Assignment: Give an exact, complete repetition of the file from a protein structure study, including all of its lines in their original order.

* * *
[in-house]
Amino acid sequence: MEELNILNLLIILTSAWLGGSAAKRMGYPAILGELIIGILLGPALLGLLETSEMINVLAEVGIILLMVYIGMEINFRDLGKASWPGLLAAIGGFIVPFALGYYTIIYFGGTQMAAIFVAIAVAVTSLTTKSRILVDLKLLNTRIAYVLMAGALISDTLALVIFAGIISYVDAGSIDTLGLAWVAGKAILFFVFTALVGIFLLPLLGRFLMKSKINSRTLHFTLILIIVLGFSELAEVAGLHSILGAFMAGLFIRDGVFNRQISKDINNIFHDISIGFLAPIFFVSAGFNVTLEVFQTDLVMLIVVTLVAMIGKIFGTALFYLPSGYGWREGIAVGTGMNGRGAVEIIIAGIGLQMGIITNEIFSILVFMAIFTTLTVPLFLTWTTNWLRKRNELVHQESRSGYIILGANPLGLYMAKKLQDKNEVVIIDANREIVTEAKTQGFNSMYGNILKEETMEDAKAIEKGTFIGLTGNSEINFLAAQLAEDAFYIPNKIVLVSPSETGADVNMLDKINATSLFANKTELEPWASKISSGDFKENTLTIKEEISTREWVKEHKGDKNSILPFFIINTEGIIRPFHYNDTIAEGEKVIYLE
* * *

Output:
[in-house]
Amino acid sequence: MEELNILNLLIILTSAWLGGSAAKRMGYPAILGELIIGILLGPALLGLLETSEMINVLAEVGIILLMVYIGMEINFRDLGKASWPGLLAAIGGFIVPFALGYYTIIYFGGTQMAAIFVAIAVAVTSLTTKSRILVDLKLLNTRIAYVLMAGALISDTLALVIFAGIISYVDAGSIDTLGLAWVAGKAILFFVFTALVGIFLLPLLGRFLMKSKINSRTLHFTLILIIVLGFSELAEVAGLHSILGAFMAGLFIRDGVFNRQISKDINNIFHDISIGFLAPIFFVSAGFNVTLEVFQTDLVMLIVVTLVAMIGKIFGTALFYLPSGYGWREGIAVGTGMNGRGAVEIIIAGIGLQMGIITNEIFSILVFMAIFTTLTVPLFLTWTTNWLRKRNELVHQESRSGYIILGANPLGLYMAKKLQDKNEVVIIDANREIVTEAKTQGFNSMYGNILKEETMEDAKAIEKGTFIGLTGNSEINFLAAQLAEDAFYIPNKIVLVSPSETGADVNMLDKINATSLFANKTELEPWASKISSGDFKENTLTIKEEISTREWVKEHKGDKNSILPFFIINTEGIIRPFHYNDTIAEGEKVIYLE